Shaping sustainability with efficiency

Technological innovations can render the transport business much more efficient. Which innovations harbour the greatest potential and are thus also a good investment in the long-term?

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How can modern technology make a commercial vehicle more sustainable?
Borker: There are now a number of ways to increase a vehicle’s overall energy efficiency, for example, through recuperation, lightweight construction and aerodynamics. In my opinion, the digitisation of the entire vehicle is the most important source of leverage for making transport efficient. If I know the condition and position of my vehicle, I can make optimum use of it and cover fewer kilometres on the road.


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Martin Borker, born in 1984, found his way to Krone via agricultural engineering after studying electrical engineering. He started in 2010 here as a software developer for round balers and was later responsible for electronic products. Since February 2020, he has been working as Head of Electronics Development in the Krone Commercial Vehicle Group.

Innovation always means investment. How do you deliver on this from an economic perspective?
Sasse: At the outset, conditions are often less than ideal: The best new technologies first cost a little more, because research and development are costly, and low quantities are more expensive. But once a new technology has become established, the costs also go down. Among other things, subsidies can play a supporting role on the way to achieving this. Of course, we also show our customers where new technologies are already economical today, and help them to operate in a cost-optimised manner. The additional benefits offered by sensors, for example, can quickly be put to profitable use.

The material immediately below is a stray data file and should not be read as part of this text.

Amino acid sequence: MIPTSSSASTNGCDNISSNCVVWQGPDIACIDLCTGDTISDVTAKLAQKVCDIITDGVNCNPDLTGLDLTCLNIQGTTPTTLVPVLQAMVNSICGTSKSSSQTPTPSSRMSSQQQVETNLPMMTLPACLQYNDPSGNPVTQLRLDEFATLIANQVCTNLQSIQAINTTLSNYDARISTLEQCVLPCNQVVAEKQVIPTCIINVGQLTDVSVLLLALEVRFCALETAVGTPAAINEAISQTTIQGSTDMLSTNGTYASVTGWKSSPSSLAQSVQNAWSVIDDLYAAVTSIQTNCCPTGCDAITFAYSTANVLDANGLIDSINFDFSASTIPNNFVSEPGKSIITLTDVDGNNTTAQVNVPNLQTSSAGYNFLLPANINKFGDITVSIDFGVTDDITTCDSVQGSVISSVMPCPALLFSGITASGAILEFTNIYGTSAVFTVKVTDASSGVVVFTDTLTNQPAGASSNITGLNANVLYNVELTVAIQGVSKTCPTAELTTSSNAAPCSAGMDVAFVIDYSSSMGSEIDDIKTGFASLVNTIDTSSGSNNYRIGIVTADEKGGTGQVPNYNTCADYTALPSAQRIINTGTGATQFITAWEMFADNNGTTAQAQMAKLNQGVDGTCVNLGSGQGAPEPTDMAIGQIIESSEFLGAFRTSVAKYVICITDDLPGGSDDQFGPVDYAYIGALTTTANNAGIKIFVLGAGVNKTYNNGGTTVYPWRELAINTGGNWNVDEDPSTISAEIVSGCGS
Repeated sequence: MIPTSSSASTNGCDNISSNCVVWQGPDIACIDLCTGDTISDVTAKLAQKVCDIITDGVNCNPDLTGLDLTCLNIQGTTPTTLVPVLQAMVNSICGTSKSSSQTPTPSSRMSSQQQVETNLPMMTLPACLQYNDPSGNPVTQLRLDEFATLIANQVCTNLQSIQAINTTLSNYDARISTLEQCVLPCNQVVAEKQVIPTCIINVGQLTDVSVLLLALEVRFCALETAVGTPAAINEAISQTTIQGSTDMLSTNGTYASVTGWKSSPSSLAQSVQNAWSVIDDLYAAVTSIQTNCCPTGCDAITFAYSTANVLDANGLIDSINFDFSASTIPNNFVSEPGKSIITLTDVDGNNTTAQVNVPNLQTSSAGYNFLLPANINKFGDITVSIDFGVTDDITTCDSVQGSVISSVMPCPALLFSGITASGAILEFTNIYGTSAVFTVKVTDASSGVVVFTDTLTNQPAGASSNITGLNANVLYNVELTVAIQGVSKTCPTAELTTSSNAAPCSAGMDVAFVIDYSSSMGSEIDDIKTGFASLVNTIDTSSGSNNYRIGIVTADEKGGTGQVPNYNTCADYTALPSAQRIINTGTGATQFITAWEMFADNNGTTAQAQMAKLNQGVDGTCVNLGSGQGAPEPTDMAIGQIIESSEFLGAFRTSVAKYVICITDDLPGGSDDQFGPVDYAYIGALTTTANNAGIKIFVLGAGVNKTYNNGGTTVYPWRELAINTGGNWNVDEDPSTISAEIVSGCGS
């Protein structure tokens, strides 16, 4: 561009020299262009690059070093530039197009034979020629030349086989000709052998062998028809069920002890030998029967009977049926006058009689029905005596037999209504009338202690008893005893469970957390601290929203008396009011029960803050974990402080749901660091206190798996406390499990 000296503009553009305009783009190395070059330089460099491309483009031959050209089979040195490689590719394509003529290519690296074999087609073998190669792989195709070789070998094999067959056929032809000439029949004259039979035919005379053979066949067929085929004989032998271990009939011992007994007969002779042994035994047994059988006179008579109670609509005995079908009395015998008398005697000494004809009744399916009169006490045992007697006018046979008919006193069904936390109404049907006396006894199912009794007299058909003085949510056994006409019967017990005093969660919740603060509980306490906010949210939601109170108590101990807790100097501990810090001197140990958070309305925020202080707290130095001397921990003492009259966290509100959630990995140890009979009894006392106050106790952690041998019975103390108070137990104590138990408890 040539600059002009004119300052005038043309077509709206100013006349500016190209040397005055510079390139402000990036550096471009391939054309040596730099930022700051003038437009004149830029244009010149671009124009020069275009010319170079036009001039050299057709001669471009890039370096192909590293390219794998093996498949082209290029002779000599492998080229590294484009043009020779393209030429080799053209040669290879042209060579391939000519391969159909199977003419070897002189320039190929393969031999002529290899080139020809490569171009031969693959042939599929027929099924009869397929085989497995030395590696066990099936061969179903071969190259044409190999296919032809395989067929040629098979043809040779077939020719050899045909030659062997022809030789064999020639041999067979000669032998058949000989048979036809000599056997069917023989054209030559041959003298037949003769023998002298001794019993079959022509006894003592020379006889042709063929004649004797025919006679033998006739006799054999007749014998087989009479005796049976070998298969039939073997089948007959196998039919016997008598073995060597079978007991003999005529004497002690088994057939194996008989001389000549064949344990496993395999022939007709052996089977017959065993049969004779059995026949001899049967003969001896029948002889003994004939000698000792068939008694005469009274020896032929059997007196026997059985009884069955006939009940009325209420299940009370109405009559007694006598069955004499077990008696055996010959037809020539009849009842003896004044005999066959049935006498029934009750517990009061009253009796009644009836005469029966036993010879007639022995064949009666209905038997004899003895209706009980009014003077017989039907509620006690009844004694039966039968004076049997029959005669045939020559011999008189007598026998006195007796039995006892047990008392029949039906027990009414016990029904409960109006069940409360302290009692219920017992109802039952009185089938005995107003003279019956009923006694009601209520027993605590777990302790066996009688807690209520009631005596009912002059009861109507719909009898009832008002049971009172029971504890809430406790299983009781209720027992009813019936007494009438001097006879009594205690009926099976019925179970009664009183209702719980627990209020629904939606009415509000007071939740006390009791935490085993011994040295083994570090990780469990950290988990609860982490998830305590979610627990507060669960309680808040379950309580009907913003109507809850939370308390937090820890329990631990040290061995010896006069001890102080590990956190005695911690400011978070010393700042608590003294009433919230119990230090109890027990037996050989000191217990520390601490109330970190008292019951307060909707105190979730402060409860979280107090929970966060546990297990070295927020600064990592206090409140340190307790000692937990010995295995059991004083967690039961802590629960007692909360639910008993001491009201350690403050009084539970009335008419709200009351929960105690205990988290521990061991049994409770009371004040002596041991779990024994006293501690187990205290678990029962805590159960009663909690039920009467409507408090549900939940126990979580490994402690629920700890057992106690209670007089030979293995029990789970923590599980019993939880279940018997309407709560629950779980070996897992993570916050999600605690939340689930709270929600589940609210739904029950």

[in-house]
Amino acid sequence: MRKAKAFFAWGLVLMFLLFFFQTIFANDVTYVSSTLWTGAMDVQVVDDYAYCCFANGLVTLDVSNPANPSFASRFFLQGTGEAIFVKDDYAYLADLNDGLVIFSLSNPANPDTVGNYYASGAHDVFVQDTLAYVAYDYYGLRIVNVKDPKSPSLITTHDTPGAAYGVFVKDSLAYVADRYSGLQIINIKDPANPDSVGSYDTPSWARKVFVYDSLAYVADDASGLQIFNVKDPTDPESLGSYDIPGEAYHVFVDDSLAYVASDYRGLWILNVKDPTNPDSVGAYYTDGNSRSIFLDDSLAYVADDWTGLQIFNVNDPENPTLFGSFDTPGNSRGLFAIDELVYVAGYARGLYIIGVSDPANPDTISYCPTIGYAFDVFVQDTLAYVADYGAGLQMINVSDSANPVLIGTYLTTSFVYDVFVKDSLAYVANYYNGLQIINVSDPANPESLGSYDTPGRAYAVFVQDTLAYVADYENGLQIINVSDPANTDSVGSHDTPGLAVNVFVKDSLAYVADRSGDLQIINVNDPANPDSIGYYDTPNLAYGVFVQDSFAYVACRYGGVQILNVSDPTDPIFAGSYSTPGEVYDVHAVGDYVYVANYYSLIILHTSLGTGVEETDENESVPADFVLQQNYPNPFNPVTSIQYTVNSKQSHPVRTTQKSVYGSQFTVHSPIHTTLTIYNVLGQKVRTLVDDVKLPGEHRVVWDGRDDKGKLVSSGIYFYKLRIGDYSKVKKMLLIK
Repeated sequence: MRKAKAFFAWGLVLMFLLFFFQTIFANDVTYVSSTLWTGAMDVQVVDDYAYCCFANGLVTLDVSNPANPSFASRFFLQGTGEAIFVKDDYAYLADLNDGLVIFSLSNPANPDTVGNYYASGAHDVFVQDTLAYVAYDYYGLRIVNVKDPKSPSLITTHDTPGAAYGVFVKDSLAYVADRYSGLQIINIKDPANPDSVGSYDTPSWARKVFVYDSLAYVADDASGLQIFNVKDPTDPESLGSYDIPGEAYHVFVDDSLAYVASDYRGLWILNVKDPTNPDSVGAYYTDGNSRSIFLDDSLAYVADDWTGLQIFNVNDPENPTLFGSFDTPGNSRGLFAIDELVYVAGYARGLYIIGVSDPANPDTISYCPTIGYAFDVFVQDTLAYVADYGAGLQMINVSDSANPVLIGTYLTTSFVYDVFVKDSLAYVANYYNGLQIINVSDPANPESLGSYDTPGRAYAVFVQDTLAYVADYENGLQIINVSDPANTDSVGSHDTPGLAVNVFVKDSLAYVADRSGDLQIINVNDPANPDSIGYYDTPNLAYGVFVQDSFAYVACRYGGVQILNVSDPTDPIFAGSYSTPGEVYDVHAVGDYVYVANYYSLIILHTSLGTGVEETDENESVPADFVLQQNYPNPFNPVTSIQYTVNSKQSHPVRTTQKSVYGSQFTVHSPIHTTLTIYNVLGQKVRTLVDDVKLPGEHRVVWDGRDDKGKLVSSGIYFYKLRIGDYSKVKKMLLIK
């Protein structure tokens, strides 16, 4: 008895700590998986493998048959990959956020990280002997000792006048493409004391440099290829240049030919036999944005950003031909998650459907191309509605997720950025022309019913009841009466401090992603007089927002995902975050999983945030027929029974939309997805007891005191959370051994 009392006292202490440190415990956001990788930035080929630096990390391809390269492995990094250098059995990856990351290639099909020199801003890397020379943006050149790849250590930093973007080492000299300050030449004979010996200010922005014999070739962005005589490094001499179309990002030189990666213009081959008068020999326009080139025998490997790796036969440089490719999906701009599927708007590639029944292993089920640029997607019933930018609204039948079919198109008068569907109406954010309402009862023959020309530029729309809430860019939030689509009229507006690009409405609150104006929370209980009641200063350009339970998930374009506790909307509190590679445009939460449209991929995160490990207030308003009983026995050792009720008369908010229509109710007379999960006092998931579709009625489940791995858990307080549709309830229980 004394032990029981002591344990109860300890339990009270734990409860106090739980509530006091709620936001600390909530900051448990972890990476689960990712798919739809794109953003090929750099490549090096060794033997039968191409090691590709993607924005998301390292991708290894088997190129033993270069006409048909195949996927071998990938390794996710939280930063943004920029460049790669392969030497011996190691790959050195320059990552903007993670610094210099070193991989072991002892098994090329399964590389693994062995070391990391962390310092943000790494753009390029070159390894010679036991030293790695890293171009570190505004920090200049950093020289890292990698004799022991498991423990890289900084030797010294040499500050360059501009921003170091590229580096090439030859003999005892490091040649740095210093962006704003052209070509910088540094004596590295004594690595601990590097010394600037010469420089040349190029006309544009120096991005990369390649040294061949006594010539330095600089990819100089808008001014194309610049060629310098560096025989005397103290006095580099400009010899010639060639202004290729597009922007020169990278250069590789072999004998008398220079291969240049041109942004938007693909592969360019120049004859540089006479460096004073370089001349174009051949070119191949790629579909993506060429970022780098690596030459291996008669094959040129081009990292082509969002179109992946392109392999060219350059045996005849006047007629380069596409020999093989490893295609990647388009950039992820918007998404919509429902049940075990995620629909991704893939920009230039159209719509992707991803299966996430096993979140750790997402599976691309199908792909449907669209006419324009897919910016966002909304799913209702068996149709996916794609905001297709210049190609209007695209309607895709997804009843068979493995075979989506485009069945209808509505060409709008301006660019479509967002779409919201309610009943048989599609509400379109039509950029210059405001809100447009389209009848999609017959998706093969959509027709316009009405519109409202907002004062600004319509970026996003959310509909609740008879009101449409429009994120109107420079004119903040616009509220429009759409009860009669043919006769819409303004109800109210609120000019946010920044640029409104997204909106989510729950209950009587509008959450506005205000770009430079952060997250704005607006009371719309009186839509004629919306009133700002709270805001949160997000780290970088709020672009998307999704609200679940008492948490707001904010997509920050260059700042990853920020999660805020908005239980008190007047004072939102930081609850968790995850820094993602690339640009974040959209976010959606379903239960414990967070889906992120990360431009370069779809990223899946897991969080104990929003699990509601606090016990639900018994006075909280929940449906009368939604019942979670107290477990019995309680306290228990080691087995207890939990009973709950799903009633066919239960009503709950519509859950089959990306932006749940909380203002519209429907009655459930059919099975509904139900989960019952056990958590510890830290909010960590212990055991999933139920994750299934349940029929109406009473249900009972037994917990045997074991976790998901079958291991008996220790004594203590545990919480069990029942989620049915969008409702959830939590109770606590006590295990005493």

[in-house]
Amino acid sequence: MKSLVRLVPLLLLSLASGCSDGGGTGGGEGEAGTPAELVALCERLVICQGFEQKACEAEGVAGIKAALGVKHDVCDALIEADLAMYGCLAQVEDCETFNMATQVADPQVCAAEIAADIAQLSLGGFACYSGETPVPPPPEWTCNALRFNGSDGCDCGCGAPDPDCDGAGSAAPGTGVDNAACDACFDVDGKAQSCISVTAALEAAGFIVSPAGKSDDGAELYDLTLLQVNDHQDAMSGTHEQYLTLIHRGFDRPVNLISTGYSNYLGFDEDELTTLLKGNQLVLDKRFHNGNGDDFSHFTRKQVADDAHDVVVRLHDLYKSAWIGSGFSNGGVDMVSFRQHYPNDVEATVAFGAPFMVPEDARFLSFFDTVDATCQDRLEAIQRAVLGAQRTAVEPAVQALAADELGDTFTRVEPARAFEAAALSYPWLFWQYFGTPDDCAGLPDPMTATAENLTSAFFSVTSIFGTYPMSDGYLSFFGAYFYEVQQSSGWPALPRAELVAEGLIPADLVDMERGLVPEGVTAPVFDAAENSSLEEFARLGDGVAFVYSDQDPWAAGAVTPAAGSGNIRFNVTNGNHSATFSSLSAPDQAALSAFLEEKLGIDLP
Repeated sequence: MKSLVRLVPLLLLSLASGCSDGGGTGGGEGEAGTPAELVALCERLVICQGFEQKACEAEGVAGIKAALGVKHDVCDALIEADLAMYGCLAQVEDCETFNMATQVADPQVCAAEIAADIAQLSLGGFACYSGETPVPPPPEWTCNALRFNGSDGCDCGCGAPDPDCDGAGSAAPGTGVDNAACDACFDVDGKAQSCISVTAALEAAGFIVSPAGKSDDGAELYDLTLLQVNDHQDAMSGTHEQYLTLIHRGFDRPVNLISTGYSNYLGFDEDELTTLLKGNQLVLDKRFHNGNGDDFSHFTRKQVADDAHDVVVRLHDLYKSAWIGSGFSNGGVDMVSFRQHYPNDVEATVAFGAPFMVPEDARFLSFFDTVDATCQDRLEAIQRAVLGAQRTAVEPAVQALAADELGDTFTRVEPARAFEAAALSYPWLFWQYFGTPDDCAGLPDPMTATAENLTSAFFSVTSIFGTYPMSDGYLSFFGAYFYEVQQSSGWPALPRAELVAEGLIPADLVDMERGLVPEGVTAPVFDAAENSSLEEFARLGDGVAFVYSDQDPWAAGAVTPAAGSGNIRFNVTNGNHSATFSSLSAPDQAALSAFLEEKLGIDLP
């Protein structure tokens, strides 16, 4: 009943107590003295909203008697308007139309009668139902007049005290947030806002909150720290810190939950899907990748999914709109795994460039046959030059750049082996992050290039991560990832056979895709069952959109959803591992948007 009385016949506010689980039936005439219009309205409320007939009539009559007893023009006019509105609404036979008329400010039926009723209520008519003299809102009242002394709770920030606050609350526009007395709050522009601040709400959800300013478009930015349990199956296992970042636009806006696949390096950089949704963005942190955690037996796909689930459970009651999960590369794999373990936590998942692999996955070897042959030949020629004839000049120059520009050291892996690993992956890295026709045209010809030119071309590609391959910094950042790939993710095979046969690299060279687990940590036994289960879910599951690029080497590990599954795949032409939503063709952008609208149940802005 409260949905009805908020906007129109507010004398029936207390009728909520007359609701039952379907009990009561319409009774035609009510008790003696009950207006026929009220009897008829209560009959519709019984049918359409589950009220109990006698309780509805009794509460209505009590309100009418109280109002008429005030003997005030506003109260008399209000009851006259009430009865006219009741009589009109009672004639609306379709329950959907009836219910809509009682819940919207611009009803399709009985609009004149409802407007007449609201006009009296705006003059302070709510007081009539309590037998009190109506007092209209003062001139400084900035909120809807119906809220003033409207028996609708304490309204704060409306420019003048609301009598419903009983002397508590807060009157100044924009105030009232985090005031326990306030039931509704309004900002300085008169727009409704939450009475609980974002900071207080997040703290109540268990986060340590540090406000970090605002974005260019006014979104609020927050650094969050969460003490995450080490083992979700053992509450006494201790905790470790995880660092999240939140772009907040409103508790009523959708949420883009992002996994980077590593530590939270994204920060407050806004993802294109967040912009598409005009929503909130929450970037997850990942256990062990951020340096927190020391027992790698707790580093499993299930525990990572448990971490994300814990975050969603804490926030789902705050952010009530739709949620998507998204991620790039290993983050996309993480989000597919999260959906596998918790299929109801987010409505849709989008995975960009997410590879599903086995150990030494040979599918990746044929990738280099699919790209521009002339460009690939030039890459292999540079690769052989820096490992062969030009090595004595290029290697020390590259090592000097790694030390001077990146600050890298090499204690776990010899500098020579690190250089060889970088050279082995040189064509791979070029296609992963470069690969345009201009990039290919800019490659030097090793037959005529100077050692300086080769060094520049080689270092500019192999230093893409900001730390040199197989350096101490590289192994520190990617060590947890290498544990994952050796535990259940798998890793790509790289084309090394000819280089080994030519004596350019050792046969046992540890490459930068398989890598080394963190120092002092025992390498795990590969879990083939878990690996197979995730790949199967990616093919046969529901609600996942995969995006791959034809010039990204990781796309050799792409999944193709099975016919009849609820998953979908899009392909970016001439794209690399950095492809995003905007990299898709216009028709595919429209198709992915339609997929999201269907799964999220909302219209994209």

What role does hardware play?
Sasse: Lighter materials, for example, reduce energy input in the system as a whole and allow for increased payload. That’s why lightweight construction makes particular sense in areas where the advantage of kilos saved (in terms of hardware) can subsequently translate into greater payload. This is not the case everywhere, for example, in the automotive sector, where mainly light goods are moved. But for coil or paper transport operations, I can shift more kilos of payload for every kilo of tare weight saved. And the more I can transport, the more favourable the CO₂ footprint per transport kilometre.


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Uwe Sasse joined Krone in 1988 right after completing his degree in engineering and worked in various managerial positions for 20 years. As a member of executive management at Fahrzeugwerk Krone, he has been responsible for the design and development division since 2008.

What should you look for when buying innovative technologies?
Borker: Purchasing a trailer from an established manufacturer usually pays off. At Krone, we have a robust service network operating in the background and are always happy to answer questions and resolve issues. We have access to all systems in the trailer because it is our trailer and we do not have to link into third-party systems. But we remain fully open to interfaces with third-party systems so that customers can see all the data they need in one portal. Collaborative efforts with partners such as Shippeo or Cargobull Telematics are becoming increasingly important here because we also want to meet the diverse requirements of our customers with regard to increasing digitisation. By bringing together different system data, we can create added value for them. We simply have to be prepared to share this information with each other in order to generate the greatest possible benefit for our customers.
Photos: Krone

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